JA: Regarding “journeyman” status, for me it’s a million words. That was John D. MacDonald’s mark, and Ray Bradbury said you have to write a million words before you hit the “foothills of good writing.” I have no idea how much I wrote between 2000 and May 2010, which was when I Got Serious About Writing, but I estimated about 500,000 words over those ten years. If that’s true, then I’m at 1,230,000 words overall. If I don’t count those first ten years, I have 270,000 words to go to hit the million word mark. That’ll come sometime this year.
daB: Both good, of course, I just prefer to measure by ‘titles’. 1 book/10 stories; beginner , 10 books / 100 stories ; journeyman , 100 books, 1000 stories ; Expert. It’s metric! Considering how few people write even 1 book (or, for that matter, one story) the pecking order of competence isn’t that hard to figure out. Before I started my blog, I had 1,000,000 trunked words, masses of plot holes and spelling errors (the stories of some of which I have salvaged, of course, which is fine.) I don’t really track my word count, except on a ‘work’ basis, billable hours (Have I written X,000 words today? 800 words this hour?) Not really on a yearly basis. I want “at least 4 books a year (i.e. 1 a quarter) and at least 52 stories (i.e. 1 a week)”
JA: Tracking word count on a yearly basis is just the outgrowth of tracking word count on a daily basis. I have a spreadsheet in Numbers (Mac’s version of Excel), and the tracking keeps me honest. I can see which days I wrote, how much, and I also have a track record of how I’m doing month-by-month. Which is nice, in case I want to set up a goal, such as, Break my monthly record, or what not.
Word Count vs. Projects
JA: Recently, however, I’ve become wary of my obsession with word counts. The most recent story I wrote took a big turn I didn’t expect, and once I realized the ending, I had to go back through the story and add/change what needed to be added/changed in order to make the ending work. I cycled through the story twice -- once to make the changes, and a second time to make sure it all worked like I should -- before I wrote the ending. Took me two days. Didn’t get too many words written. I freaked a little, then thought, What the hell? The goal is to write stories, not put words on paper. So I decided to back off a little on word count this year. I cut my yearly word count down to something more reasonable. Even though I’m still tracking daily and month words (I do want to know just how much I write this year), my real focus is on projects: at least 4 novels, 20 short stories, and 2 nonfiction works (and that may change, cutting out short fiction altogether, focusing only on novels). And that’s conservative, and based largely in part that I have no idea how long my novels will be, or how long they’ll take to write. 2012 is the Year of the Novel for me. I’m set on learning how to write a fricking novel. Short fiction, for me, will happen between novels and when I have a house full of kids this summer.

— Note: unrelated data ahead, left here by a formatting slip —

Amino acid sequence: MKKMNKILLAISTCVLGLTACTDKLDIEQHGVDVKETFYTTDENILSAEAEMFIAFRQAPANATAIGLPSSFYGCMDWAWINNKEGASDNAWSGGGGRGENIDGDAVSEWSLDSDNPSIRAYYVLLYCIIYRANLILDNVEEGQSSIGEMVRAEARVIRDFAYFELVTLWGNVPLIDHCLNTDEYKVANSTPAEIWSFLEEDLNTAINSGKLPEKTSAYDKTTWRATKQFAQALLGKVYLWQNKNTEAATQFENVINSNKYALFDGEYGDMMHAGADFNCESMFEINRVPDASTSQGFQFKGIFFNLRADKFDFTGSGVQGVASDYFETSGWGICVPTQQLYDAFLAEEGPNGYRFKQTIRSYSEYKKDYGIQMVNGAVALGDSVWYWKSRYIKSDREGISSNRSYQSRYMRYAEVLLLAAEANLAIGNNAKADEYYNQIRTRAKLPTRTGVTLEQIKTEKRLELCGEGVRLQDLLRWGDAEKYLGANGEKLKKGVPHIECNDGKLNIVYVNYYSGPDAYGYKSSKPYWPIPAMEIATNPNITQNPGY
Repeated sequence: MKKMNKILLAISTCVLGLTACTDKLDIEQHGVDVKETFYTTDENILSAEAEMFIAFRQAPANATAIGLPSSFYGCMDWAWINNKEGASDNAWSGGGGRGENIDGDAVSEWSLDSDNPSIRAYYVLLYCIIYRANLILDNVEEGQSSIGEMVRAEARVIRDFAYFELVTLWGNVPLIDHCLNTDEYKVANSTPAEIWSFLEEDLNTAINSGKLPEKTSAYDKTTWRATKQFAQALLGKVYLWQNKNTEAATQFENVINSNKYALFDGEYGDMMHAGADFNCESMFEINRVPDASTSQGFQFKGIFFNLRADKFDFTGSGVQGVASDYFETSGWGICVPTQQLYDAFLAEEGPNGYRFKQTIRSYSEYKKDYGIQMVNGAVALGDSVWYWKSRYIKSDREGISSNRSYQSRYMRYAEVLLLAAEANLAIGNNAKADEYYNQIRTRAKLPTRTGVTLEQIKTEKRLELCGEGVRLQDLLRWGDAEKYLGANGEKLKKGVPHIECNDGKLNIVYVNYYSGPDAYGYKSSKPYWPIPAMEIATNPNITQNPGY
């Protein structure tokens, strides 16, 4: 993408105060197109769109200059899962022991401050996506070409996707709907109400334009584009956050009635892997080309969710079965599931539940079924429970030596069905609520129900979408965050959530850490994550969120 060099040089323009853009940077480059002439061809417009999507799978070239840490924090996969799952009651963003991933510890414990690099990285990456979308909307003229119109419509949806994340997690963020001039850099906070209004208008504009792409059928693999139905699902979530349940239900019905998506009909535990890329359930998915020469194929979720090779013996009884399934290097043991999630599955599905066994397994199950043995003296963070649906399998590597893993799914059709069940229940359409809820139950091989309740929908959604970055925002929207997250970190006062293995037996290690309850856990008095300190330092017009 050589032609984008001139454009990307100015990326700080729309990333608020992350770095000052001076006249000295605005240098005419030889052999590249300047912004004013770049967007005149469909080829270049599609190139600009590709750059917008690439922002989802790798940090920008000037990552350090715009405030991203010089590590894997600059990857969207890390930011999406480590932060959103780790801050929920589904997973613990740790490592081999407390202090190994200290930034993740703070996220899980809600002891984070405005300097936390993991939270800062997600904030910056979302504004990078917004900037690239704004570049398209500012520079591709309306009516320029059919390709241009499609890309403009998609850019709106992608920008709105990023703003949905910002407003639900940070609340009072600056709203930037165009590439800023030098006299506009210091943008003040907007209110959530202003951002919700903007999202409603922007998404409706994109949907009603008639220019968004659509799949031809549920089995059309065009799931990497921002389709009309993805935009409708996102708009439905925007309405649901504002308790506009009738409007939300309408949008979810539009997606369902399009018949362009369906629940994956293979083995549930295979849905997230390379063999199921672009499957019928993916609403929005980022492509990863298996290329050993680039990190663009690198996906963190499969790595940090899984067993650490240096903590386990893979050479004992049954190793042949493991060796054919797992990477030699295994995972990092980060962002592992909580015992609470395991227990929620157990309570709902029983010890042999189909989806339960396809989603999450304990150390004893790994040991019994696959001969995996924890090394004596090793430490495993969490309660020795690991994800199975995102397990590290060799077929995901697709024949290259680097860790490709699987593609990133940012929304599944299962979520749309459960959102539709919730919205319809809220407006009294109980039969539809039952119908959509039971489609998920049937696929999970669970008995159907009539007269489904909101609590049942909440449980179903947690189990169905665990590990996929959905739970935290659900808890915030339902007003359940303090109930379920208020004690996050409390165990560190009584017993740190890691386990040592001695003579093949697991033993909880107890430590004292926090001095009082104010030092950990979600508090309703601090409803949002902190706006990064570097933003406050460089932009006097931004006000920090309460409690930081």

daB: I agree on needing to learn how to write a novel. Most of my books thus far have been ‘long short stories’, but when I read, say, a John Grisham or, for that matter, a Stephen King...they don’t feel like that. So, I just need to let it roll, let myself be free, and let the characters do their thing, until they stop doing their thing.
Oh, and I just did the math on 4 novels and 52 stories, and it says 500,000 words. (60,000*4)+(5,000*52) This should teach me not to do math. (I’m going to now ignore that number forever and just write)
JA: I must have started anywhere between 10 and 15 novels over the years, but have finished only 2. I haven’t published any. It hit me today that my problem has been trying to write a long novel in the beginning. I mean, we learn by writing short fiction, right? Why not learn to write novels by writing short novels, around 40,000 to 50,000 words? Why set out to write 100,000 words novels, especially in this New World of Publishing, when you don’t have to write that long? So even though my goal is 4 novels, I hope to write 5 or 6 -- maybe even 7 -- short novels. We’ll see.
daB: My very favorite story length is 20,000 words, almost exactly. I call it a Davidku. It’s long enough for about five characters, but it only takes 2-3 hours to read. Which is the length of time I usually have for reading, unless I’m on a bus.
But, I think the secret of writing a 100,000 word novel is to not write a 100,000 word novel. That is...make some characters, decide a setting and let them roam and see how far they get. Then kill them off one by one, with bathos. I assume one of my novels this year will explode in this sense, and others will be stitched together ‘mini-series’ of three connected 20k stories. They’ll all be priced at $4.99, so who cares?
JA: True enough. Getting my mind around the freedom of length has been a difficult adjustment for me. For so long, a short story was 7,500 words, about 30 pages. So when I’m writing a short story, as I near the 7000-word mark, I can feel myself tighten a little, thinking I need to end it. Short fiction length in this New World is far more fluid than before. Likewise with novels. I have to stop thinking a novel is a 400-page beast. It’s not. And you’re right, the best way to write a 100k-word novel is to not try to write something that long. Just gotta learn to let the story go where it will.
I don't want this to be the last Convo I do, because I'm too lazy to write my own blog posts now. If you want to have a Convo with me (or Jeff) and have indie published some stuff, hit me up on Twitter where I exist as DavidalBarron, or shoot me an e-mail at DavidalBarron [at] gmail [dot] com !